Everest

Travel Books: Nepal

My eBook dependency ran out of room in Nepal – where WiFi is sparse, but also because I didn’t want to bring my Ipad on a 20 day trek (every lb on my back counted).

There’s plenty of bookstores in Kathmandu with used books, plus some along the Annapurna Circuit where you can trade in the latest one you finished. As a rule we each had one book at a time to keep the weight down, which got us through enough until we got to the next bookstore.

The funny thing, I thought, about a lot of the books available in Nepal are that they’re disaster based. Here most people are about to go on a trek, and as inspiration you can read about how people froze to death on Everest, died climbing up Annapurna massif or any other climbing calamity. Take your pick.

I chose more neutrally. Going with two pretty straightforward travelogues, another that had a poetic/spiritual dimension.

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Rose and I both met the author before travelling, but didn’t get our act together to buy his book from an accredited bookseller that, presumably, would pass him royalties from the sale. Instead we bought it in Kathmandu, where 80% of the books are photocopied reprints, meaning the money stays in the booksellers’ pocket. Not the author’s. Sorry, Andrew. In any case, it’s a good book, following the Circuit around, plus a sly, under-cover-of-darkness, trot into Upper Mustang – where, had he been caught, he’d risk a heavy fine at best. I read it as we walked on the Circuit and found it a really good primer on where we were next headed on the route. Definitely worth it if you’re trekking the Circuit.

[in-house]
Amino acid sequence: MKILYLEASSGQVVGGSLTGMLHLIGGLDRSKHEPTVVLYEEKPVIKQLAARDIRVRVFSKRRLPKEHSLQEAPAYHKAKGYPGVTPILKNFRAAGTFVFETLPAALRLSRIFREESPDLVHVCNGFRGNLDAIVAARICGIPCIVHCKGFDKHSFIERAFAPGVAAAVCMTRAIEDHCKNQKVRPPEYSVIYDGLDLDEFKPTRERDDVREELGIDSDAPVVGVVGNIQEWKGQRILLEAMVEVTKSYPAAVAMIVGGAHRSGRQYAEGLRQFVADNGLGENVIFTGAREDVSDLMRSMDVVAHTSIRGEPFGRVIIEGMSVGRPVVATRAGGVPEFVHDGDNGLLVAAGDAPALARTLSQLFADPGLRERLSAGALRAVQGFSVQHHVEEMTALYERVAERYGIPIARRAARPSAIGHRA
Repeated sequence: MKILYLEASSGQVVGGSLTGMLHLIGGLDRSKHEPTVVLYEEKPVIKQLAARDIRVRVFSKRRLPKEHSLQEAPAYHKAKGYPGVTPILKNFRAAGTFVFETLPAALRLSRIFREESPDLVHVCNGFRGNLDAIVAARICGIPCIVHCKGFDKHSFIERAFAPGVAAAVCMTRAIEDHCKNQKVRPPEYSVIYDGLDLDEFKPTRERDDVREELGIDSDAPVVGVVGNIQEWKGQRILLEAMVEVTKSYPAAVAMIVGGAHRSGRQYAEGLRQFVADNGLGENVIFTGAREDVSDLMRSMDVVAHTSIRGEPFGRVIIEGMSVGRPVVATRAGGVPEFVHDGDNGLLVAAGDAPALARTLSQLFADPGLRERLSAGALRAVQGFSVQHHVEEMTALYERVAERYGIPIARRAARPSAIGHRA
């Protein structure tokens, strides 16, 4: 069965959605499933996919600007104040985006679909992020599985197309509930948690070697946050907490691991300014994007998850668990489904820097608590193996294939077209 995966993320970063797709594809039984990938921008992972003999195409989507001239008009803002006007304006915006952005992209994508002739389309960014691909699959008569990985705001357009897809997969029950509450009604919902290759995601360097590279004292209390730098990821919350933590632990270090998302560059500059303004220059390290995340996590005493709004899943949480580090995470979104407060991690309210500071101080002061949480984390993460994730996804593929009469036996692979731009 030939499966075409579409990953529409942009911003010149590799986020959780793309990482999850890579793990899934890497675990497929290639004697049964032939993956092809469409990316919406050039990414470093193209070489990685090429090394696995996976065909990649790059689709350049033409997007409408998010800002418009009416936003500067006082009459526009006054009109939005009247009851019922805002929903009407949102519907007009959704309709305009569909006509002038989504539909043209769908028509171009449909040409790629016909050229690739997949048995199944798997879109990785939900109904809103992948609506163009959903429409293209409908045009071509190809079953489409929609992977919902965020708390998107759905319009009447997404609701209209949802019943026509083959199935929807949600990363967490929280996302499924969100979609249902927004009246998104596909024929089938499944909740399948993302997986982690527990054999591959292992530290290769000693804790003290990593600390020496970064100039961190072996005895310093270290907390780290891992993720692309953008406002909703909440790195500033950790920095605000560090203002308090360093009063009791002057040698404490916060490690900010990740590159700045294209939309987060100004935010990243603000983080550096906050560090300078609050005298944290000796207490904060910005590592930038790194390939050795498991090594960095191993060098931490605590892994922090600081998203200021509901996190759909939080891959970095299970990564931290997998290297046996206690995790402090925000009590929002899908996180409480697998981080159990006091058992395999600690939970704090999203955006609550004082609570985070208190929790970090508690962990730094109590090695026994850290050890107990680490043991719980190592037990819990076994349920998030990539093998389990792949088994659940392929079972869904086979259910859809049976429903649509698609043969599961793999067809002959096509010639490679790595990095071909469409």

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This follows the author on his trek through parts of the Annapurna Circuit, but primarily through Nepal on his way into Tibet, following his friend who is tracking snow leopards for research. He’d never done a trek of this magnitude, which I found immediately easy to relate to, as we were in the same boat on the Annapurna Circuit. I found his writing on how the trek unfolded, and the difficulties they faced in snow really interesting – especially his ranges into discussions on Buddhism. Another good one that offers some philosophical questions as you walk.

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Out of the Flying Circus into one for the BBC filming a series on the Himalayas. This is the companion book to the series that follows him through Nepal, Pakistan, India, Bangladesh and Bhutan tracking the mountains all along the way. I thought it was an easygoing read with plenty of time to empathize with his foibles along the way.

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